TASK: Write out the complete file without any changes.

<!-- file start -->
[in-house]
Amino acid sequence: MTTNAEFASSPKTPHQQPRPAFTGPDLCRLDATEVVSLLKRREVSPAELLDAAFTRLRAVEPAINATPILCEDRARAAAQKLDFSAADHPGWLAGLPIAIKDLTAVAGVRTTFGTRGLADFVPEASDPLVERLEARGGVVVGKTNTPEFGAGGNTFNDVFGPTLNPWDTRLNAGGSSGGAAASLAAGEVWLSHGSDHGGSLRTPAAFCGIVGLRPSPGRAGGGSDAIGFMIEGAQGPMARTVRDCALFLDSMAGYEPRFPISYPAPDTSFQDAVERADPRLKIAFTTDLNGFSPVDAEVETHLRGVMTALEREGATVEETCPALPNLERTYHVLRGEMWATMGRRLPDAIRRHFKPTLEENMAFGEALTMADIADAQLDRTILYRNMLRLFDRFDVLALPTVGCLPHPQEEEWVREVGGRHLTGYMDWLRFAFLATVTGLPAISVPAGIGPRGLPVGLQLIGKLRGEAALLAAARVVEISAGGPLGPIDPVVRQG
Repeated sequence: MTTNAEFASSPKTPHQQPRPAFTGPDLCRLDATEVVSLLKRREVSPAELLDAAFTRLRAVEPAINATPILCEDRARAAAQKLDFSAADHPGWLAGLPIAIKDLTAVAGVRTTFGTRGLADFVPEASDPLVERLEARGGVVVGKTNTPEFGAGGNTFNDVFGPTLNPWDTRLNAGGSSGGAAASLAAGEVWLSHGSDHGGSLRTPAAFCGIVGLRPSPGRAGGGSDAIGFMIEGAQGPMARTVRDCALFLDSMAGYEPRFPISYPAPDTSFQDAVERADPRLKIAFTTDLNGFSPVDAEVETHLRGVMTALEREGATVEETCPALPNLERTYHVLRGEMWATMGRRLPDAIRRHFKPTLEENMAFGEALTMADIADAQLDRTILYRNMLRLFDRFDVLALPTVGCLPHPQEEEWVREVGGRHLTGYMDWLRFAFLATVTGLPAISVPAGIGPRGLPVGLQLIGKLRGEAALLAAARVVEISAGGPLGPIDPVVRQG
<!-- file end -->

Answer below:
[in-house]
Amino acid sequence: MTTNAEFASSPKTPHQQPRPAFTGPDLCRLDATEVVSLLKRREVSPAELLDAAFTRLRAVEPAINATPILCEDRARAAAQKLDFSAADHPGWLAGLPIAIKDLTAVAGVRTTFGTRGLADFVPEASDPLVERLEARGGVVVGKTNTPEFGAGGNTFNDVFGPTLNPWDTRLNAGGSSGGAAASLAAGEVWLSHGSDHGGSLRTPAAFCGIVGLRPSPGRAGGGSDAIGFMIEGAQGPMARTVRDCALFLDSMAGYEPRFPISYPAPDTSFQDAVERADPRLKIAFTTDLNGFSPVDAEVETHLRGVMTALEREGATVEETCPALPNLERTYHVLRGEMWATMGRRLPDAIRRHFKPTLEENMAFGEALTMADIADAQLDRTILYRNMLRLFDRFDVLALPTVGCLPHPQEEEWVREVGGRHLTGYMDWLRFAFLATVTGLPAISVPAGIGPRGLPVGLQLIGKLRGEAALLAAARVVEISAGGPLGPIDPVVRQG
Repeated sequence: MTTNAEFASSPKTPHQQPRPAFTGPDLCRLDATEVVSLLKRREVSPAELLDAAFTRLRAVEPAINATPILCEDRARAAAQKLDFSAADHPGWLAGLPIAIKDLTAVAGVRTTFGTRGLADFVPEASDPLVERLEARGGVVVGKTNTPEFGAGGNTFNDVFGPTLNPWDTRLNAGGSSGGAAASLAAGEVWLSHGSDHGGSLRTPAAFCGIVGLRPSPGRAGGGSDAIGFMIEGAQGPMARTVRDCALFLDSMAGYEPRFPISYPAPDTSFQDAVERADPRLKIAFTTDLNGFSPVDAEVETHLRGVMTALEREGATVEETCPALPNLERTYHVLRGEMWATMGRRLPDAIRRHFKPTLEENMAFGEALTMADIADAQLDRTILYRNMLRLFDRFDVLALPTVGCLPHPQEEEWVREVGGRHLTGYMDWLRFAFLATVTGLPAISVPAGIGPRGLPVGLQLIGKLRGEAALLAAARVVEISAGGPLGPIDPVVRQG